On March 8, many countries celebrated International Women’s Day with some nations making it an official holiday. The theme “Be bold for change” was well crafted to focus on women emancipation that beyond issues of violence against women, racism, respect for women in the workplace, and celebration of women who have done and continue to do remarkably impressive things worldwide. It also entails forging ahead with the struggle for meaningful political participation for women which is far from secure worldwide.
For example, in Zimbabwe after the 2013 harmonized elections, women representation in parliament more than doubled from 17 percent following the 2008 general elections, to 35 percent not because women equally participated with men and won. This is because Zimbabwe joined 30 countries worldwide that have used a special electoral quota system to increase women’s representation to at least 30 percent of the Members of Parliament (MPs).
In Zimbabwe, the special measure reserves 60 seats for women to be elected through a proportional representation, based on the votes cast for political party candidates in the lower house (National Assembly). For the 60 elected Senate seats, women and men are listed alternatively, with every list headed by a woman candidate.
This system is in line with the Fourth World Conference on Women held in Beijing, China where delegates called for an international effort for countries to have women represent 30% of their national governments. Since then, many countries have indeed increased the presence of women in their governments with the largest increases in sub-Saharan Africa countries.
The United Nations IFEM Progress of the World’s Women: 2008/2009 report shows, that some sub-Saharan countries have more women representation than more developed countries. For example, the report shows that 10 percent of the national seats are headed by women in countries such as the United States, France and Japan. But according to the Inter-Parliamentary Union, as of January 2017, Rwandan women parliamentary representation was at 63.8 percent in the lower house and Bolivia reached 53.1 percent representation. They are now the only two countries in the world with more women than men in parliament.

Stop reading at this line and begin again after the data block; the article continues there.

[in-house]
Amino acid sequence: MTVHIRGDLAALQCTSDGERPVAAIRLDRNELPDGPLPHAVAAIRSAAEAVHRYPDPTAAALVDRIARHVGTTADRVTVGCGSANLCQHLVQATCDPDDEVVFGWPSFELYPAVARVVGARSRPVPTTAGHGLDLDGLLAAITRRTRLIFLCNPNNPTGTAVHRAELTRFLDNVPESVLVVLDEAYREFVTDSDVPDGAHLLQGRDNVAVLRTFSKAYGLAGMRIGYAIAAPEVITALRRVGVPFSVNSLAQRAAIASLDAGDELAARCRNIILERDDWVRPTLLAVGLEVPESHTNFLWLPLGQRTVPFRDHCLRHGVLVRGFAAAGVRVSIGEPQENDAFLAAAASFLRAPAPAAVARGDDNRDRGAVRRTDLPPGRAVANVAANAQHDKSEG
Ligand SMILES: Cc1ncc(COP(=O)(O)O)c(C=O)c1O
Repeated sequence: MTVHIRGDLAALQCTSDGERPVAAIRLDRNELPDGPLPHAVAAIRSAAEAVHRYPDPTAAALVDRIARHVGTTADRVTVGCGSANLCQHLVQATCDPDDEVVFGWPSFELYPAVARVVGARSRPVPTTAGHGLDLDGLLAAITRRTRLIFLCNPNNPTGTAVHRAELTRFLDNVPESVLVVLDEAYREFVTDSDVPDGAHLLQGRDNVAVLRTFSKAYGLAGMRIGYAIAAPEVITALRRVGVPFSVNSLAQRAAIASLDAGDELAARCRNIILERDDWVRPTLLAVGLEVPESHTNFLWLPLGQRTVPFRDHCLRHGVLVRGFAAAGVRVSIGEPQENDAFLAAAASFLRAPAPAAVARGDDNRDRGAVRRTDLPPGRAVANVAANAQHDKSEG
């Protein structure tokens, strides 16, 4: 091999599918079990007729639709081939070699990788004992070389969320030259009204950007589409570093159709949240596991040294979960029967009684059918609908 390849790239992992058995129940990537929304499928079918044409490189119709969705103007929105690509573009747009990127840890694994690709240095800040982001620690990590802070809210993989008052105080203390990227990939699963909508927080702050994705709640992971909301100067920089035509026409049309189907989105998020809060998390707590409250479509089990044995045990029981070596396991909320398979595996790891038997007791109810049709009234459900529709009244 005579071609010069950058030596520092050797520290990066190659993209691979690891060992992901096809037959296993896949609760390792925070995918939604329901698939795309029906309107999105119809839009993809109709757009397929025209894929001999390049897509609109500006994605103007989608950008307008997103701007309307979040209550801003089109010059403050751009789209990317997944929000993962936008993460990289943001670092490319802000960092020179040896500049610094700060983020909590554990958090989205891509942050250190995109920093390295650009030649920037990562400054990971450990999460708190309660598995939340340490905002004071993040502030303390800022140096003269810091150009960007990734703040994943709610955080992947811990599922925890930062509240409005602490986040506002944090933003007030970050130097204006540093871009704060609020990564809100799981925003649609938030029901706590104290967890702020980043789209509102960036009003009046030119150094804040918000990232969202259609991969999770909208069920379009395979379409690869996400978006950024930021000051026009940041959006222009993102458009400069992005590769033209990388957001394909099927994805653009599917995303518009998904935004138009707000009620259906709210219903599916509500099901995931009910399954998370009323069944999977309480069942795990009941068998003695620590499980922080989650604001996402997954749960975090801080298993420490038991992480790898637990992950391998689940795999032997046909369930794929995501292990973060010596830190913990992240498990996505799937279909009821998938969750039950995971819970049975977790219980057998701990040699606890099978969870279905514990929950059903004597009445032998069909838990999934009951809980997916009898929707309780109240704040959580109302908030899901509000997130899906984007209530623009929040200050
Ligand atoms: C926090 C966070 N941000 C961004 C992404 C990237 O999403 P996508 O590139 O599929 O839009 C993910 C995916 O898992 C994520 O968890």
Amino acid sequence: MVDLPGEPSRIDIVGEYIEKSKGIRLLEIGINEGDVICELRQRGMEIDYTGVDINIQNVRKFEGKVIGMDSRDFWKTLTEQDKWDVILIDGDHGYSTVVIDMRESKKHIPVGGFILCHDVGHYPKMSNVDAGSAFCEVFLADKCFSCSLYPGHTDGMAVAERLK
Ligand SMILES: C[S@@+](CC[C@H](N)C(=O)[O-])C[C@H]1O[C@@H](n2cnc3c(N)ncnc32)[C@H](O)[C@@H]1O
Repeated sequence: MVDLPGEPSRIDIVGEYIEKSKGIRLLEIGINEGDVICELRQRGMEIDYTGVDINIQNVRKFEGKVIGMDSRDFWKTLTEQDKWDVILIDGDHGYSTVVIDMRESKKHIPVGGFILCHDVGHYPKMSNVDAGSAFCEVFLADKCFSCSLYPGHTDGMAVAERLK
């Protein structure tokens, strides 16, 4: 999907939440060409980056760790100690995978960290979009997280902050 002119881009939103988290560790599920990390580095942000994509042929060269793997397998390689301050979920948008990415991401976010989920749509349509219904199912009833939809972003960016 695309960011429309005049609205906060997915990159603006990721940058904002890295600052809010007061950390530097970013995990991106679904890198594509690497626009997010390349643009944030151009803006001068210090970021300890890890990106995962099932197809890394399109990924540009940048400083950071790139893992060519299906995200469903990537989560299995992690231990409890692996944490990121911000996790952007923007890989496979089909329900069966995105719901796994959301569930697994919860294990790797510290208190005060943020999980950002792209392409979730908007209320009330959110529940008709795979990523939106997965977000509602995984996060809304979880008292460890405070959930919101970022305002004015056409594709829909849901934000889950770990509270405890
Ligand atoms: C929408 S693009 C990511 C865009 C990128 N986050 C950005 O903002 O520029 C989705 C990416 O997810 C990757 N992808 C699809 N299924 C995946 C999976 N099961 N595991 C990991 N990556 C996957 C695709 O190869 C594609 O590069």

In Zimbabwe, of the 85 women parliamentarians, only 25 were directly elected to Parliament while the other 60 are in the House of Assembly courtesy of a constitutional provision which reserves seats for women. In an effort to have more women representation in Senate which is again filled by proportional representation, political parties are now by law obliged to put forward candidates in a zebra format with women topping the list. However, despite this provision, Senate is still dominated by men because of the 16 seats reserved for traditional chiefs who are predominantly male.
As a result, women now comprise 124 of the 350 Members of Parliament (MPs) in Zimbabwe’s Parliament, including 86 women in the National Assembly- 60 in the reserved seats and 26 elected directly to the 210 constituency seats. There are however, 85 women parliamentarians in the National Assembly compared to 185 men.
The 60 seats although a milestone, fall short of the regional grouping Southern Africa Development Community (SADC) 50 percent quota for women in top positions including Parliament a step further from the Beijing Declaration. Therefore, Zimbabwe failed to meet the SADC 2015 deadline.
The temporary measure will however, be in effect for the first two Parliaments elected after the Constitution come into effect that is during the 2013 and 2018 elections. During the 2023 elections, the system will revert back to the equal competition with men. There are high chances that the Zimbabwean parliament may continue to be male-dominated, focusing more on competition rather than gender balancing. This is because, political parties are still primarily male-dominated and women continue to be discriminated against in electoral processes. As result, there are two major obstacles that leave generally insufficient gender-positive national frameworks: the electoral bodies and political violence.
For now the challenge for women who hold the 60 reserved seats is to work tirelessly to convert these seats into a serious political presence using various media since they do not have constituencies that they represent. There is a need to strengthen the capacity of women MPs to mainstream women’s issues into broader issues that will be discussed in parliament and ensure that gender equality and women’s rights in the Constitution are secured through reforms.